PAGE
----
Flurry has become a prime resource for app developers to measure and monetize their mobile apps. But it hasn’t been a tool for actually building apps. That’s where the San Francisco company is going, however, with the announcement today that it has bought Seattle-based Trestle, a provider of mobile backend services.
Flurry has incorporated Trestle into its SDK and will offer new developer services under the name Flurry AppCloud. These services include push notifications, user account management and scalable storage. This bulks up Flurry’s developer offerings, which currently include analytics and tools for monetization, app distribution and re-engagement. AppCloud will start in beta for both iOS and Android apps and will be generally available later this summer.
Buying Trestle pits Flurry against other backend service providers like Kinvey, Parse and Stackmob. And it’s another sign of how the mobile developer services market will consolidate over time as providers look to offer a wider array of cloud services: Development tool provider Appcelerator bought mobile backend startup Cocoafish in February while Urban Airship (see disclosure below) in November bought SimpleGeo.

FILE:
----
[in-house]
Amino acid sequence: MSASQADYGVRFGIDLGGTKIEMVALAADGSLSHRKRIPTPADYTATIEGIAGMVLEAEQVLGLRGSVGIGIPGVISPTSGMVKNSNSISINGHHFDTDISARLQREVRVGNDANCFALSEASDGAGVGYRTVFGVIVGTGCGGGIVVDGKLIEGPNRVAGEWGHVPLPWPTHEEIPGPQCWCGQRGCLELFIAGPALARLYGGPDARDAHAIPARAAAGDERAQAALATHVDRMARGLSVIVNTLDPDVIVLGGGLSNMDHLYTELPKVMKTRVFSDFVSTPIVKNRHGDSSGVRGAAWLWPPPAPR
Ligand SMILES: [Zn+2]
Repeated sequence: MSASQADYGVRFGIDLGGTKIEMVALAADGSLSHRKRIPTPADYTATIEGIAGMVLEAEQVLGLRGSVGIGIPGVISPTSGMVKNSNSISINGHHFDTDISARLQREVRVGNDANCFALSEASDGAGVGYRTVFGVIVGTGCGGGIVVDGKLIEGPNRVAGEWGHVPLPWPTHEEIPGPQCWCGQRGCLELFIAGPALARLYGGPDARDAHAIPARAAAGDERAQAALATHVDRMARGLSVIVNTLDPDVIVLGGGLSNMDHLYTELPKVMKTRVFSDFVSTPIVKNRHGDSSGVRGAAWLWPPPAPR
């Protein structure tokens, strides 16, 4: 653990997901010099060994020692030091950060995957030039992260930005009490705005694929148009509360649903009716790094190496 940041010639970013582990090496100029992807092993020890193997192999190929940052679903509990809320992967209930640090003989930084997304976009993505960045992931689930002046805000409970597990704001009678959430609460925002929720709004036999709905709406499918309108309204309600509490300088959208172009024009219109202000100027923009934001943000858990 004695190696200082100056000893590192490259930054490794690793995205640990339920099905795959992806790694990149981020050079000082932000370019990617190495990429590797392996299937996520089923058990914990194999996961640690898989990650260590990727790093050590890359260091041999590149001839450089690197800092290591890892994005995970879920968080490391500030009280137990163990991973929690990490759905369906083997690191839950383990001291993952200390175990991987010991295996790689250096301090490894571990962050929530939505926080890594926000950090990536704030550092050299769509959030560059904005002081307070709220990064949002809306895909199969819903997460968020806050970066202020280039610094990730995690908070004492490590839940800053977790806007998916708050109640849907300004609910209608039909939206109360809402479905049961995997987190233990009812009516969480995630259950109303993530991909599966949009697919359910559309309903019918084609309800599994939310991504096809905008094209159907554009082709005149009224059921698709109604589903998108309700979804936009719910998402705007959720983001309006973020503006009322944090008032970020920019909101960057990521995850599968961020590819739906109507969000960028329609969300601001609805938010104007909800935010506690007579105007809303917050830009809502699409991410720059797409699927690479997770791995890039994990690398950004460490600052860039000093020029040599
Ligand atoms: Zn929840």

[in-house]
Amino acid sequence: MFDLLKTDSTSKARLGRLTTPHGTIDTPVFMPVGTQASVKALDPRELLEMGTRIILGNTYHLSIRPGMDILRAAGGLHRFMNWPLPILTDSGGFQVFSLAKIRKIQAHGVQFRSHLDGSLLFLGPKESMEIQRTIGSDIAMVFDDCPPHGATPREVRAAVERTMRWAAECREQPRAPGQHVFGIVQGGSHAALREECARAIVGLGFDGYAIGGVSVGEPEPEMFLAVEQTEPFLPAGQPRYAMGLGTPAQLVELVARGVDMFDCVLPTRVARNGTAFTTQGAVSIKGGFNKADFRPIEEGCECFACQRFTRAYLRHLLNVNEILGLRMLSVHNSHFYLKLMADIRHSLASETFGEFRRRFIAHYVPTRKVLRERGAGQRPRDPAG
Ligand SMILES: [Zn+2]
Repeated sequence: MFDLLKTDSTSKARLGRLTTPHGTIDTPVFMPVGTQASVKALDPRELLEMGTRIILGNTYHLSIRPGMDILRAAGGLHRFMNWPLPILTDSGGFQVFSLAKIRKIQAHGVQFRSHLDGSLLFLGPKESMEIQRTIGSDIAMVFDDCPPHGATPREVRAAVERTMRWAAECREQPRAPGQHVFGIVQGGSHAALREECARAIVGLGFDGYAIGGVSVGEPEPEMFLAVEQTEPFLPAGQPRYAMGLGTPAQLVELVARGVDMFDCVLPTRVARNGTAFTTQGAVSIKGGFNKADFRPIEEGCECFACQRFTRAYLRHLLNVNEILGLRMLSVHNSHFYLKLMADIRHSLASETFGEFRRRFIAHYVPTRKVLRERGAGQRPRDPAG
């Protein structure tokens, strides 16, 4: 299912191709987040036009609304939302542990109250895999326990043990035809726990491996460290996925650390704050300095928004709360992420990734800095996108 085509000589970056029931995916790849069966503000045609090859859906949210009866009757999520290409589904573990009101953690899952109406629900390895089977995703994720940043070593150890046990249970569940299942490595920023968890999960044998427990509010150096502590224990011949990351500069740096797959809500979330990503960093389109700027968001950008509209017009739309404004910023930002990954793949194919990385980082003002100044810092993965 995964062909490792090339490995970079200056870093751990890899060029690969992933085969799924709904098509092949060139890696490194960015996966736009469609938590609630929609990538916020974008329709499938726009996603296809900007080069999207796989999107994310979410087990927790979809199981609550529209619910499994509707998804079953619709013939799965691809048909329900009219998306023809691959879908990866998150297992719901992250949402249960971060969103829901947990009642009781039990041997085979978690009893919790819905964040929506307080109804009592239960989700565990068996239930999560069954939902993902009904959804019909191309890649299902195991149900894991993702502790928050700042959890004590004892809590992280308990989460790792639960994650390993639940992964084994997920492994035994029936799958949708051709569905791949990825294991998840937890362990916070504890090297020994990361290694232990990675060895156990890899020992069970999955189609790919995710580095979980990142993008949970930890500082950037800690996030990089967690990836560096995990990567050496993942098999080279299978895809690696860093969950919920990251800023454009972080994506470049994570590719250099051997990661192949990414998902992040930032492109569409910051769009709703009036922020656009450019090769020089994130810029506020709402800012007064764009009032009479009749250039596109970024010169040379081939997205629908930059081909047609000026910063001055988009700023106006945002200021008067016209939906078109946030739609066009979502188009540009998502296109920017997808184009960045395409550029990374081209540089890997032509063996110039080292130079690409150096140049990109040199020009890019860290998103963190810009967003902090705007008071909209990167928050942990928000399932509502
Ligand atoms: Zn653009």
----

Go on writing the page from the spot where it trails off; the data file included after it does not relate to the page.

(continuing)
Flurry co-founder and CTO Sean Byrnes said Flurry’s developer backend offering will differ from competitors because it will be enriched with data from Flurry analytics. So developers will be able to segment push notifications by their audience using customer usage data. They’ll also be able to build apps that customize the experience for users based on analytics data. And having one less SDK to deal with will also be easier for developers, said Byrnes.
Developers will pay for Flurry AppCloud based on monthly transactions. The first one million transactions each month will be free with every thousand transactions after that priced at 5 cents. Flurry is currently used by more than 70,000 developers, who deploy it in more than 200,000 apps.
As we’ve said before, the mobile app boom is creating a big market for mobile developer services. And mobile backend support is really popular because it helps developers easily connect their apps to cloud services. But increasingly it looks like many of the different tools for monetization, performance monitoring and other cloud services will likely get rolled up into larger offerings for developers.
Disclosure: Urban Airship is backed by True Ventures, a venture capital firm that is an investor in the parent company of this blog, Giga Omni Media. Om Malik, the founder of Giga Omni Media, is also a venture partner at True.